Advanced Persistent Threats Now Mingling Old and New Techniques to Stay Current

Advanced Persistent Threats malware new techniquesAdvanced Persistent Threat (APT) hacking groups continue to plague the WEB as usual. To stay relevant, however, the actors in charge are mingling old-school infection formulas with technical innovations, riding on popular topics and themes to enhance their social engineering approaches. Over the last few months, DeathStalker and MosaicRepressor appear to have upped their game using tools from the opposite ends of the spectrum. While the former has largely stuck to their guns, the latter has attempted to break the mould and take malware infections to the next level.

If It Ain’t Broke, Don’t Fix It

It has been close to two years since the DeathStalker APT gang put a dent in the web safety of organizations in the financial and judicial systems by deploying phishing schemes to harvest sensitive data. Although DeathStalker continues to utilize the same old phishing scams when approaching potential victims, the group has seemingly adopted some changes along the way. Rather than using dead drop resolvers and other code-sharing outlets to engage in espionage, DeathStalker’s actors now redirect the malware at play straight to a dedicated C&C server. What is more, they seem to have intensified their phishing attacks to maximize their prospects of a successful attack, too. Novel PowerShell implants embedded in email attachments appear to have entered the equation, as well.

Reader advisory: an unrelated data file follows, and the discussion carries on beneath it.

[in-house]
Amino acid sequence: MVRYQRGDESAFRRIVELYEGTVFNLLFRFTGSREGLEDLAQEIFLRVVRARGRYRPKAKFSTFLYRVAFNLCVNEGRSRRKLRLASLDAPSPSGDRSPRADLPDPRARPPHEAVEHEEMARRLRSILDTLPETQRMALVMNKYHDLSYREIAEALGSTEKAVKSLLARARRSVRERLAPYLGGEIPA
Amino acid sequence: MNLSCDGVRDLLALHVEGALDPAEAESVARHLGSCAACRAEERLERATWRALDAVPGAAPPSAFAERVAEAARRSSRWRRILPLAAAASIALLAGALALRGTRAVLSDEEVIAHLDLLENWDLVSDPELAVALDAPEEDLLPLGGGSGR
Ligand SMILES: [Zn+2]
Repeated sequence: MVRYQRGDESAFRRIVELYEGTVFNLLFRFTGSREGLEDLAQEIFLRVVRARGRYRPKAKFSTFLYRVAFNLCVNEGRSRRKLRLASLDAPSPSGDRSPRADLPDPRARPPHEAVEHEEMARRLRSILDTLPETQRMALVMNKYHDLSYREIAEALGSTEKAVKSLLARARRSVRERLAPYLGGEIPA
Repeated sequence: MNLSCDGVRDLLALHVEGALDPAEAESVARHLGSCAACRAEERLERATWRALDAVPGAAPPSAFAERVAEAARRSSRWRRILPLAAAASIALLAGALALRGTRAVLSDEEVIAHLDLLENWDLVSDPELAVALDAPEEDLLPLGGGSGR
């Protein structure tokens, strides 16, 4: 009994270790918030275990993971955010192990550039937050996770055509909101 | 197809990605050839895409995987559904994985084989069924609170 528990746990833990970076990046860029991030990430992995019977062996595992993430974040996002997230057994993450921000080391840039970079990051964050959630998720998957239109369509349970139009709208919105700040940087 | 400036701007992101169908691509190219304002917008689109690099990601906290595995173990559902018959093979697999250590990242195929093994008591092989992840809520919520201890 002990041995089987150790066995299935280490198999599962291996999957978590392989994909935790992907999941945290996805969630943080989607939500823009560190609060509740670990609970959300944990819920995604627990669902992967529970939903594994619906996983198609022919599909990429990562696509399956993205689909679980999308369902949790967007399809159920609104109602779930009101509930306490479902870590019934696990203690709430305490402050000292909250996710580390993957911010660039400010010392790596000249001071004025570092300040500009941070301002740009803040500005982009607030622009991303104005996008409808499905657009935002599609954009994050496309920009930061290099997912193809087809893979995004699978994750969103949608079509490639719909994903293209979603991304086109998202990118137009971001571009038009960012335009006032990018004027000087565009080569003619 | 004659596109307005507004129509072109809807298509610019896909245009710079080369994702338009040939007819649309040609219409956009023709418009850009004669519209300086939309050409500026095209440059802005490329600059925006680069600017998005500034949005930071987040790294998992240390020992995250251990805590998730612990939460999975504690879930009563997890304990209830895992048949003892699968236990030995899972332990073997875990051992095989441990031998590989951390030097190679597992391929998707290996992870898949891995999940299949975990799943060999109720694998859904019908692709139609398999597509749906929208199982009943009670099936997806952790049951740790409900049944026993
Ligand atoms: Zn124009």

High-Tech APTs

MosaicRegressor, on the other hand, features more sophisticated malware distribution tools. That APT exploits EUFI vulnerabilities to plant the seeds of an infection at a firmware level. Thus, the malware dropped via MosaicRegressor is practically impossible to defeat unless you replace the entire compromised UEFI firmware on your PC. Since UEFI loads prior to the OS, so does the malware, the implication being that it will still be there even after you uninstall your OS or get a brand-new hard drive unit altogether. So far, the main targets of the UEFI-tailored APT are both government and non-government organizations occupying the Southwest Asian region and having ties to North Korea in one way or another.

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